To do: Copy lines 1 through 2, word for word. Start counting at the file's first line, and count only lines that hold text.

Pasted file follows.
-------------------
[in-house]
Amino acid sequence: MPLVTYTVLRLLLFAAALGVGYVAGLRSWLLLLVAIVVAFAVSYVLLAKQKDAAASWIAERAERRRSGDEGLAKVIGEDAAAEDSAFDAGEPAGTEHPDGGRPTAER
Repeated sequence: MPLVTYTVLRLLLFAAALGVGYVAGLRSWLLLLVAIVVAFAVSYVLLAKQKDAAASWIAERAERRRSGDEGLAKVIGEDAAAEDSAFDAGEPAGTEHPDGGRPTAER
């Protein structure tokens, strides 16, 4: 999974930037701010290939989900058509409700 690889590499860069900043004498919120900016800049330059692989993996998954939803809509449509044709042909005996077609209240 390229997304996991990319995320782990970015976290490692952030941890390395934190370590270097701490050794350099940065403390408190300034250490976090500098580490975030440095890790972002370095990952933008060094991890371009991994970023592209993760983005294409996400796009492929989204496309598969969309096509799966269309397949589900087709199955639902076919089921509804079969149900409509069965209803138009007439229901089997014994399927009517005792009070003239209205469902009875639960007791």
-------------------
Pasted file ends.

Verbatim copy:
[in-house]
Amino acid sequence: MPLVTYTVLRLLLFAAALGVGYVAGLRSWLLLLVAIVVAFAVSYVLLAKQKDAAASWIAERAERRRSGDEGLAKVIGEDAAAEDSAFDAGEPAGTEHPDGGRPTAER